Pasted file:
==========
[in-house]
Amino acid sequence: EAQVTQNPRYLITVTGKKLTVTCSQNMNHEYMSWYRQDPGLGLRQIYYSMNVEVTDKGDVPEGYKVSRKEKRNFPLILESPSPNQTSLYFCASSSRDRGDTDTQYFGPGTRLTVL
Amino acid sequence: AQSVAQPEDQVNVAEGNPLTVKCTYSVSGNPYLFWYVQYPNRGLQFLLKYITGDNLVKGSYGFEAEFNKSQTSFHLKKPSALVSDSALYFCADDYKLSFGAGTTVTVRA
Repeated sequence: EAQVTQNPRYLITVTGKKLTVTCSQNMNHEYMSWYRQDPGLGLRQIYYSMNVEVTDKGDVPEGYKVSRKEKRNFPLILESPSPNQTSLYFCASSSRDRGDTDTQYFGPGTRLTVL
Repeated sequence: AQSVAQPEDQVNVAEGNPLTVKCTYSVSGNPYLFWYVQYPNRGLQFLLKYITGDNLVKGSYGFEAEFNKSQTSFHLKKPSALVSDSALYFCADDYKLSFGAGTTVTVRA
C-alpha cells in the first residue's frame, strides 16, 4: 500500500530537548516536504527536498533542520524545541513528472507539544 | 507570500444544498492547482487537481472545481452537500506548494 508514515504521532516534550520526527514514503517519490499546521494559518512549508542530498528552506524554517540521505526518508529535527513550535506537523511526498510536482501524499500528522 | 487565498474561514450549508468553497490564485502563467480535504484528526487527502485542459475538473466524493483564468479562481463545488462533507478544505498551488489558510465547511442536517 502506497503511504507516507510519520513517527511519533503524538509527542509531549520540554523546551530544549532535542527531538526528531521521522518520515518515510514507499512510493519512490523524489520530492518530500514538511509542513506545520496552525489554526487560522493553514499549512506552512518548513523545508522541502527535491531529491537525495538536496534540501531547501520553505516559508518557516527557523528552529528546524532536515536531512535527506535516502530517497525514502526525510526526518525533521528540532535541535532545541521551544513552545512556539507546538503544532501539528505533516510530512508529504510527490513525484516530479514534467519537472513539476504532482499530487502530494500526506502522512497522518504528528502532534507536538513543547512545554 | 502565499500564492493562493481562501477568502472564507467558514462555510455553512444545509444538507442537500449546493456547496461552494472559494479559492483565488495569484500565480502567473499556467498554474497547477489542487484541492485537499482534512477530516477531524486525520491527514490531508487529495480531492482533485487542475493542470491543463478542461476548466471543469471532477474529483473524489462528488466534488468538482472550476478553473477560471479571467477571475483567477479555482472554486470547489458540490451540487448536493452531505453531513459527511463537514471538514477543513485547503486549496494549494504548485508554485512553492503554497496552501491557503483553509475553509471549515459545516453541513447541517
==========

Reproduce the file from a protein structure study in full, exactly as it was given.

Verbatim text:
[in-house]
Amino acid sequence: EAQVTQNPRYLITVTGKKLTVTCSQNMNHEYMSWYRQDPGLGLRQIYYSMNVEVTDKGDVPEGYKVSRKEKRNFPLILESPSPNQTSLYFCASSSRDRGDTDTQYFGPGTRLTVL
Amino acid sequence: AQSVAQPEDQVNVAEGNPLTVKCTYSVSGNPYLFWYVQYPNRGLQFLLKYITGDNLVKGSYGFEAEFNKSQTSFHLKKPSALVSDSALYFCADDYKLSFGAGTTVTVRA
Repeated sequence: EAQVTQNPRYLITVTGKKLTVTCSQNMNHEYMSWYRQDPGLGLRQIYYSMNVEVTDKGDVPEGYKVSRKEKRNFPLILESPSPNQTSLYFCASSSRDRGDTDTQYFGPGTRLTVL
Repeated sequence: AQSVAQPEDQVNVAEGNPLTVKCTYSVSGNPYLFWYVQYPNRGLQFLLKYITGDNLVKGSYGFEAEFNKSQTSFHLKKPSALVSDSALYFCADDYKLSFGAGTTVTVRA
C-alpha cells in the first residue's frame, strides 16, 4: 500500500530537548516536504527536498533542520524545541513528472507539544 | 507570500444544498492547482487537481472545481452537500506548494 508514515504521532516534550520526527514514503517519490499546521494559518512549508542530498528552506524554517540521505526518508529535527513550535506537523511526498510536482501524499500528522 | 487565498474561514450549508468553497490564485502563467480535504484528526487527502485542459475538473466524493483564468479562481463545488462533507478544505498551488489558510465547511442536517 502506497503511504507516507510519520513517527511519533503524538509527542509531549520540554523546551530544549532535542527531538526528531521521522518520515518515510514507499512510493519512490523524489520530492518530500514538511509542513506545520496552525489554526487560522493553514499549512506552512518548513523545508522541502527535491531529491537525495538536496534540501531547501520553505516559508518557516527557523528552529528546524532536515536531512535527506535516502530517497525514502526525510526526518525533521528540532535541535532545541521551544513552545512556539507546538503544532501539528505533516510530512508529504510527490513525484516530479514534467519537472513539476504532482499530487502530494500526506502522512497522518504528528502532534507536538513543547512545554 | 502565499500564492493562493481562501477568502472564507467558514462555510455553512444545509444538507442537500449546493456547496461552494472559494479559492483565488495569484500565480502567473499556467498554474497547477489542487484541492485537499482534512477530516477531524486525520491527514490531508487529495480531492482533485487542475493542470491543463478542461476548466471543469471532477474529483473524489462528488466534488468538482472550476478553473477560471479571467477571475483567477479555482472554486470547489458540490451540487448536493452531505453531513459527511463537514471538514477543513485547503486549496494549494504548485508554485512553492503554497496552501491557503483553509475553509471549515459545516453541513447541517